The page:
We're living aboard
as well! However, we're at Mosquito Creek Marina, so we do have unlimited (i.e. unmetered!) power.
Some of the things that have helped us (apart from the luxury of running an electric heater
all the time, and two when it's really* bloody cold) at least when we're out on the hook, which we try to do a lot.
- Proper ventilation under the v-berth mattress. We installed the Neptune slat system in the summer, and we are so thankful. We had the hypervent underneath last winter, but it just didn't provide enough circulation (likely due to having a relatively small opening to the berth itself) and left the bunk damp and cold. When your bunk is ever so slightly damp, it's impossible to warm it up. We sleep so much better now, as the bed
actually warms up. There's probably about double the air gap between the lockers and the mattress now, and way more air flow. This has made the largest difference for us.
- memory foam mattress topper, somewhat surprisingly. We added this also in the summer when we redid the v-berth simply for comfort. It's the standard 2" thick that we bought from Jysk for ~$150 on sale
. We cut it to size and it's a dream to sleep on. You sink into it just enough and it really retains your body heat (without being too hot in summer) We've heard that it can also retain water
, but I check ours every time we wash the bedding and there haven't been any issues yet.
- Flannel sheets! I had no idea how much of a difference these make. Even with the heaters, climbing into the v-berth on our Douglas 32 can be freezing. Not anymore with the flannel. We also have a velourey fleecey blanket which is divine, but can be actually too hot after a bit, even with no heat. Our down duvet is also lovely.
- Kitten! Although we'd love a dog, we wouldn't be able to give it the care it needs right now. A kitten though, works a charm. He makes a great neck warmer.
heat. We have a Wallas stove
which also provides heat. It's great at anchor
as it uses damp cabin
air for combustion and really helps to dry out the boat
and damp gear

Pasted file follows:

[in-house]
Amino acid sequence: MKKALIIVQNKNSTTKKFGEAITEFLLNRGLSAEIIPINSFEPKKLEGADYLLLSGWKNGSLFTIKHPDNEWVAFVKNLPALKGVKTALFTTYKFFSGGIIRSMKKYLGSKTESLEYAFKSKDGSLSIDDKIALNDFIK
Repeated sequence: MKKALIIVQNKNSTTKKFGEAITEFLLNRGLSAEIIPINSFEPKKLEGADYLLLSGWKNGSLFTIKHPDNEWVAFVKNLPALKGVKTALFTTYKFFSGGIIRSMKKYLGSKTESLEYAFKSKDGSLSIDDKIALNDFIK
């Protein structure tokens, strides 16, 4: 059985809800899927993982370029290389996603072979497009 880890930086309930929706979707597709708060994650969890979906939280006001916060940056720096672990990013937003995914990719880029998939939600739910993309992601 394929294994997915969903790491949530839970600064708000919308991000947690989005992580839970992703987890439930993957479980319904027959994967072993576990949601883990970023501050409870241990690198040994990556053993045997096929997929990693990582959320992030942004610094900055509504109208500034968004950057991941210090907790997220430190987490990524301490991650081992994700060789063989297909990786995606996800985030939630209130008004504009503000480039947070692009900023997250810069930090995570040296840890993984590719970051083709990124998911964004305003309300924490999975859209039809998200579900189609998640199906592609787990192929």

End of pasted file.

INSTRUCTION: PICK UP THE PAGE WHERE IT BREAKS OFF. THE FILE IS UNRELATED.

, even if the gear
is across the cabin
. Just make sure you have a source of fresh air. We can't wait 'til we can add a hydronic system, as hot water on the hook would just make me very very happy.
- When it's really cold, we stuff socks in the dorade vents as they create quite a breeze down below.
-We're pretty conscientious about dampness. We still haven't completely finished our shower
install (again, the marina access) but when we've used it it leaves a lot of dampness in the air and on surfaces. If we're boiling water, we make sure the hatch
is open and a fan blowing that wet air out so it doesn't collect on our hull
-Wet gear does not come inside. It's left to dry under the dodger
as much as possible. Wet sails
never never never come down below.
-I'm neurotic about airing lockers... back to the dampness issue. We had a few bouts with mildew in my shoe locker and in our hanging locker. Going through the lockers regularly and attacking any spots I see with Spray Nine keeps the mildew under control. Tedious but necessary. Along with that, my nice leather purses and some leather shoes have had to be banned from the boat
. I'm not sure why, but certain items would grow mildew very quickly when others won't at all.
-Our settee cushions
are rectangular, so we flip them regularly, again, trying to eliminate that moisture. If one of us falls asleep on the settee after watching a movie
, the cushion will be damp in the morning. *gross*
- On the flip side, this cold weather
means our booze locker under the settee keeps beer
at the perfect temperature without taking up all the fridge/icebox space.
Would love to hear what other people are doing to cope! We still have some really cold nights!
*I'm originally from Northern Ontario
, but when I say really cold I'm just meaning sub-zero. I've become soft living on the West Coast